Familiarity Breeds Competence and Speed

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While we were on holiday (vacation) we stopped by to check on Morgan’s Cloud all tucked up in a shed at Billings Diesel and Marine and discovered that her steering was seized solid because the new type of dripless packing that we tried out for the first time had dried out and frozen to the aluminum rudder shaft.

Note to self: when you have been using a packing material (ordinary flax) for years without problems, it’s not broken so don’t fix it! But that’s not the point of this post.

You Pays Your Money…

Just made for the job

One refreshing thing about Spain is that it is still a country where people carry out many of their own repairs. Evidence of this can be seen in the number of ironmongers (ferreterias) that still exist in even relatively minor towns, Aladdin’s caves filled with every conceivable item for some old fashioned DIY from the tiniest screw to a cement mixer.

Saving The Day

Too bad to use—too costly to replace

It’s a fact of life that even in our throw away world of ‘service by replacement’ equipment there are times when good old fashioned improvisation can save the day, especially when you’re thousands of miles from the nearest service centre. As a result, part of any spares kit should comprise of a mix of wire, bulldog clips, glues and fillers—what Lou refers to disparagingly as my ‘junk’. So when our perpetually troublesome autopilot threw its latest tantrum (the ram fell off its mounting) I reached for the oddments bag.

The Three Most Dangerous Words In Boat Maintenance

JHHGH1-1070080We joined our friends Dave and Shelly, who live and voyage on their beautiful, and beautifully maintained, Able Apogee 50, Cadence, for dinner the other night.

I knew that they had spent the day on maintenance tasks on Cadence and I could sense that it might have been a tough go. (It’s a sure sign of maintenance stress  when cruisers grab their first beer of the evening with both hands and drain the lot.) Once David had lost a little of that wild-eyed look that I know so well from the mirror, I asked him how their day went. This was his answer:

Experts Worth Their Weight In Gold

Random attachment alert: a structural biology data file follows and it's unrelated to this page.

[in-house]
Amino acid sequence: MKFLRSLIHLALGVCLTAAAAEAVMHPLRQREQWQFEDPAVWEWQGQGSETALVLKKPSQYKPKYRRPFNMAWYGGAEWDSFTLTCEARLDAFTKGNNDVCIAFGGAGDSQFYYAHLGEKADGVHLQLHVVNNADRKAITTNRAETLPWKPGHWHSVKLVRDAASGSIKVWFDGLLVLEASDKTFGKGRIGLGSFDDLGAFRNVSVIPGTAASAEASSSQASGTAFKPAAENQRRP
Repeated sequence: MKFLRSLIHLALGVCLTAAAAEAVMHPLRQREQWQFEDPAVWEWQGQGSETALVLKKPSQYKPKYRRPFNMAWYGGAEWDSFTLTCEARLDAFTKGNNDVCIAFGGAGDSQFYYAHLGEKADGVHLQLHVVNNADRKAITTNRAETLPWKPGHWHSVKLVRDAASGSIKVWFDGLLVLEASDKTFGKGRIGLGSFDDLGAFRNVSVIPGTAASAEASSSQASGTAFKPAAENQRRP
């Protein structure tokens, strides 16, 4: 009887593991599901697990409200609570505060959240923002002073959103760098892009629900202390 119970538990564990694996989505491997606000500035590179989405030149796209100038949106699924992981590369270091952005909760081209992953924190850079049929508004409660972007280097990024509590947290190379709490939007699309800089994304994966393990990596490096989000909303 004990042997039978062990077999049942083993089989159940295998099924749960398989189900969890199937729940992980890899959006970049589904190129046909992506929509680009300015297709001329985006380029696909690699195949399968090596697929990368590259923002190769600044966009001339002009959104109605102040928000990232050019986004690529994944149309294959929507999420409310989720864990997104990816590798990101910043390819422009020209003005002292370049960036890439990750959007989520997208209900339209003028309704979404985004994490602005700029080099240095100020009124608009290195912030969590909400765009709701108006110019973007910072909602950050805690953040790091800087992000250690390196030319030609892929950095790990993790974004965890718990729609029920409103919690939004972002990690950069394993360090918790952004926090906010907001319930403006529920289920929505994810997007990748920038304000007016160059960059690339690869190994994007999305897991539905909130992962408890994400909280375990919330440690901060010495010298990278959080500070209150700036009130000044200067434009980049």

In the slings to antifoul the centreboard

Back afloat at last, and it’s so good to feel Pèlerin swing to the wind and tide at anchor once more, after what seemed an endless winter.

The last few weeks in the boatyard have been exhausting, as we’ve slogged through the work getting her ready for the long haul after a series of false starts. A patched up repair to our rudder coming down the Portuguese coast last year was obviously not going to be the long-term solution that was required.

A Great Resource

PSPractical Sailor is only magazine we still subscribe to. We have been getting their great information on all things boating gear for over 25 years. In that time the magazine has saved us untold amounts of money, not to speak of frustration and wasted time, by helping us to source the best gear available and avoid much of the junk that populates the marine market.

We Can’t Do It All

Part of the engine installation project on Morgan’s Cloud was the fitting of new engine mounts—which meant welding, which meant sparks flew, which meant the paint in the engine room got speckled. (Morgan’s Cloud’s builder did a wonderful job of most things, but painting the bilge in the engine room was not one of his better ideas.)

Bock Marine Soothes Boatyard Hell

“Boat Yard Hell” is our term of endearment for Morgan’s Cloud’s annual date with a boat lift. There just isn’t much fun to it: living at the top of a 15’ ladder, peeing in a bucket, the morning dash to the toilet building, and of course day after day of boat chores as we try and get it done.